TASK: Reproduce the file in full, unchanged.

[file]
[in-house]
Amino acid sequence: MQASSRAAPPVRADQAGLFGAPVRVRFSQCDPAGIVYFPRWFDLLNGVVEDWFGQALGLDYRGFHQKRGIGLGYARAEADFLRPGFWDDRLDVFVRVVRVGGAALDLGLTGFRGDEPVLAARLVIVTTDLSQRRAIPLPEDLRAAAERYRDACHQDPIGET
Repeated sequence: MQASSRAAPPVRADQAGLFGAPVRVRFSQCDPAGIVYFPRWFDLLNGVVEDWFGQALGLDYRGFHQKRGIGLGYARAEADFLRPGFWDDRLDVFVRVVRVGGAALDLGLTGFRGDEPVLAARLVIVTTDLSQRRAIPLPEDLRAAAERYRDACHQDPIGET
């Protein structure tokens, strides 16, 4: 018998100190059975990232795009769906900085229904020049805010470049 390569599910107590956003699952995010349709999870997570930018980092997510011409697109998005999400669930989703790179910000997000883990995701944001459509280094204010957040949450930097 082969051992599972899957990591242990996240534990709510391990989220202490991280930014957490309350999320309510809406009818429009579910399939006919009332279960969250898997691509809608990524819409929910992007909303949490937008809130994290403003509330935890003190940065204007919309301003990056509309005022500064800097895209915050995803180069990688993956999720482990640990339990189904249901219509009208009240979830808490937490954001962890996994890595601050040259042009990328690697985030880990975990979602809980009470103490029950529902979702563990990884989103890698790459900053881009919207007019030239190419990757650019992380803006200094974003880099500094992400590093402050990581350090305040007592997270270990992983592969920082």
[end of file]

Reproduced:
[in-house]
Amino acid sequence: MQASSRAAPPVRADQAGLFGAPVRVRFSQCDPAGIVYFPRWFDLLNGVVEDWFGQALGLDYRGFHQKRGIGLGYARAEADFLRPGFWDDRLDVFVRVVRVGGAALDLGLTGFRGDEPVLAARLVIVTTDLSQRRAIPLPEDLRAAAERYRDACHQDPIGET
Repeated sequence: MQASSRAAPPVRADQAGLFGAPVRVRFSQCDPAGIVYFPRWFDLLNGVVEDWFGQALGLDYRGFHQKRGIGLGYARAEADFLRPGFWDDRLDVFVRVVRVGGAALDLGLTGFRGDEPVLAARLVIVTTDLSQRRAIPLPEDLRAAAERYRDACHQDPIGET
């Protein structure tokens, strides 16, 4: 018998100190059975990232795009769906900085229904020049805010470049 390569599910107590956003699952995010349709999870997570930018980092997510011409697109998005999400669930989703790179910000997000883990995701944001459509280094204010957040949450930097 082969051992599972899957990591242990996240534990709510391990989220202490991280930014957490309350999320309510809406009818429009579910399939006919009332279960969250898997691509809608990524819409929910992007909303949490937008809130994290403003509330935890003190940065204007919309301003990056509309005022500064800097895209915050995803180069990688993956999720482990640990339990189904249901219509009208009240979830808490937490954001962890996994890595601050040259042009990328690697985030880990975990979602809980009470103490029950529902979702563990990884989103890698790459900053881009919207007019030239190419990757650019992380803006200094974003880099500094992400590093402050990581350090305040007592997270270990992983592969920082």